Up close and personal
Unlike LGA1366s, LGA1156 CPUs have an integrated PCI-Express controller that supports up to 16 PCI-Express 2.0 lanes. It's then up to individual motherboard manufacturers to decide what type of slots will be powered by this controller, in all likelihood a single slot providing an x16 link, or two slots each providing x8 links.
This means that unlike Intel's X58, the P55 comprises a single chip rather than a separate Northbridge and Southbridge. On the Asus P7P55D Evo, this resides in the left front corner under a small blue-anodised heatsink. As the CPU handles the high-speed PCI-Express interconnects directly, the P55 chip merely has to handle the slower, peripheral PCI-Express slots, PCI slots, on-board audio and the slower I/O buses such as USB 2 and SATA 3Gbps.
In terms of the P7P55D Evo, the P55 chip sat underneath the "Southbridge" heatsink ran so hot on our early sample, we had to position a fan blowing over it to prevent it overheating and crashing the system - that doesn't bode well for Asus should the layout design stay the same. Asus assures us the heat problem won't be there on the final revision. However, having said that, we've also witnessed other pre-production motherboards from other manufacturers running the P55 chipset without a heatsink on entirely!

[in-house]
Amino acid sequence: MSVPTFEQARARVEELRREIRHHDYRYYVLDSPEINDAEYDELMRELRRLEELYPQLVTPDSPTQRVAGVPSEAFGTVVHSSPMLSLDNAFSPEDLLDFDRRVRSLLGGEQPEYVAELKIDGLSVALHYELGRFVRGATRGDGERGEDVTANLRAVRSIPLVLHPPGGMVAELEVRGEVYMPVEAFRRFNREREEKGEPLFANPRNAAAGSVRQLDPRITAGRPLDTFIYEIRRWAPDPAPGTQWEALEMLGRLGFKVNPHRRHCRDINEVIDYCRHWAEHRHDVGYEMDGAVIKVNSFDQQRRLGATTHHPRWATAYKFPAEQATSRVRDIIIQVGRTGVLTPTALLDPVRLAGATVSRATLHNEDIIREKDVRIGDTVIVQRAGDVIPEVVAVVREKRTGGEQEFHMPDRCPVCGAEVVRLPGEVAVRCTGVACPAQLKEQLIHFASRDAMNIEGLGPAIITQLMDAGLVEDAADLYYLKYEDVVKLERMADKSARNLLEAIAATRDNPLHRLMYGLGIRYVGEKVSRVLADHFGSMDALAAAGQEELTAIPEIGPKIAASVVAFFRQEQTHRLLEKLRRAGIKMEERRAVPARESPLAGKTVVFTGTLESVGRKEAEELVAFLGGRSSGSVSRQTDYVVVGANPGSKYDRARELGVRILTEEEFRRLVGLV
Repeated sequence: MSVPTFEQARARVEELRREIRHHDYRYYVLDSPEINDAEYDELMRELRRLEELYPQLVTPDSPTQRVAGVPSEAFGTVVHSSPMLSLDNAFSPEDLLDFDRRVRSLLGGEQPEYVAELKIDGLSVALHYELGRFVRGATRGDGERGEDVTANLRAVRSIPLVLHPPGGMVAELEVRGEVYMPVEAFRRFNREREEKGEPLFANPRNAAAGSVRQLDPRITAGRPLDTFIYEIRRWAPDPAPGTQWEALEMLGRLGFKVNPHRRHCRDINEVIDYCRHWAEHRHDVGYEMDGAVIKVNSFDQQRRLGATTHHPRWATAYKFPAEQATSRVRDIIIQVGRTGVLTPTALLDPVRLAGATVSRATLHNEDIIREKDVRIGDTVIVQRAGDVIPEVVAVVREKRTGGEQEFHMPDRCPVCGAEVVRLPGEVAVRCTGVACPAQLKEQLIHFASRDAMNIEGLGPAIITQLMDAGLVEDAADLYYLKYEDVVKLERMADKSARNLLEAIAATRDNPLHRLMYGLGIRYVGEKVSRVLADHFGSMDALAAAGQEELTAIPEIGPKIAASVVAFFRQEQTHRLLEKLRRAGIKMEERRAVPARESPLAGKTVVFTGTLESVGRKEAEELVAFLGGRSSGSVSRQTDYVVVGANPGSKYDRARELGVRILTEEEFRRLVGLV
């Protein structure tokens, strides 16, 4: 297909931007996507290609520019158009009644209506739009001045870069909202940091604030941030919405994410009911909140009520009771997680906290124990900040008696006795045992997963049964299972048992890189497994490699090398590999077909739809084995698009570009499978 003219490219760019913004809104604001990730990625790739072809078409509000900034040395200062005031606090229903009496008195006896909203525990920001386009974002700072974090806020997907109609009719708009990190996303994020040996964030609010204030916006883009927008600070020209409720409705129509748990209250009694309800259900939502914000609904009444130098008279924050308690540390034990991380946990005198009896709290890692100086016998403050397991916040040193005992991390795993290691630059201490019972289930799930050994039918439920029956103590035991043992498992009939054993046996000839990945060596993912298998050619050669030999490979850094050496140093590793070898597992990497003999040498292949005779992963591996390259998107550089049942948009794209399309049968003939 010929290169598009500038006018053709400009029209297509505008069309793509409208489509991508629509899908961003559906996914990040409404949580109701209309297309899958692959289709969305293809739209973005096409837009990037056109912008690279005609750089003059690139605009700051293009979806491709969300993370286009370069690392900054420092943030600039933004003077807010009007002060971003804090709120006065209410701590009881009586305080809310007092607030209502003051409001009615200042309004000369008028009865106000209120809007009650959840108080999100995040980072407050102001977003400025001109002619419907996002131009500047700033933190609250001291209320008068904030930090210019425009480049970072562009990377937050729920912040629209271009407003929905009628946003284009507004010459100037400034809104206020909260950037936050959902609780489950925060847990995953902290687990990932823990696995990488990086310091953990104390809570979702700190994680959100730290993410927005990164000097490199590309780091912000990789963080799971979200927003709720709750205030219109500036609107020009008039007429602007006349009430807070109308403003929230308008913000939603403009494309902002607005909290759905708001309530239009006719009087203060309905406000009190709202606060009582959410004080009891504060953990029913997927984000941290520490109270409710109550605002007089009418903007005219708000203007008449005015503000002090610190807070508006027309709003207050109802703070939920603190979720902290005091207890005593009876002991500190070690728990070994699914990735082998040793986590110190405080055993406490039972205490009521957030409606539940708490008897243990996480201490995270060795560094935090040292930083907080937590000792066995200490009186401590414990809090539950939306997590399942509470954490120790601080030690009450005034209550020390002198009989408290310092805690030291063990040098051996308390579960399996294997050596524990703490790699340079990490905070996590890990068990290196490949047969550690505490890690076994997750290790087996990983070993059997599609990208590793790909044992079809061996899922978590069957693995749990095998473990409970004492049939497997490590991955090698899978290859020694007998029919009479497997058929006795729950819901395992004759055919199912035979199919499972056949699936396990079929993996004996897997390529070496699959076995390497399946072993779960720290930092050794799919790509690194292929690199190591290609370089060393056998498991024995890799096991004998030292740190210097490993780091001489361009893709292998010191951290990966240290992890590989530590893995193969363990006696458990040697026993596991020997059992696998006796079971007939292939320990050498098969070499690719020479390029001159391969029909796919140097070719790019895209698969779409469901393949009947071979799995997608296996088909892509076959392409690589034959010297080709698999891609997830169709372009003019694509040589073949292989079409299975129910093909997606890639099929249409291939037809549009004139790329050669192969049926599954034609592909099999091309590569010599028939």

Although the P55 chip provides six RAID-capable SATA 3Gbps ports (blue and red), Asus has also added a Marvell 88SE9123 controller that provides two RAID-capable SATA 6Gbps ports (in grey). There's also the usual collection of USB 2.0 and FireWire ports that you'd expect to find on a mid-range motherboard. The back panel provides two Gigabit Ethernet sockets, plus analogue and digital outputs for the on-board audio.
The Asus P7P55D Evo has three 16x PCI-Express 2.0 slots, two PCI-Express x1 slots and two PCI slots. The primary slot will provide 16 PCI-Express 2.0 lanes if it's the only slot in use, but if a card is also installed in the secondary slot (light grey), each will provide just eight PCI-Express 2.0 lanes. The dark grey slot below will provide only four PCI-Express 2.0 lanes, despite being a physical 16x slot; this is because it is connected to the P55 chip and not the PCI-Express controller integrated inside the CPU.
Unfortunately, despite having two 16x PCI-Express 2.0 slots, at the time of writing, Asus/Intel couldn't confirm whether the P7P55D Evo will support CrossFire or SLI.
The Asus P7P55D Evo also borrows several features from Asus' high-end Republic of Gamers series. These include on-board power and reset switches, plus Q-LED. The latter is a network of four LEDs that light up in different colours if a system error is detected, such as a faulty CPU. This might not sound like a big deal, but it could cut down on the time required to troubleshoot a misbehaving PC.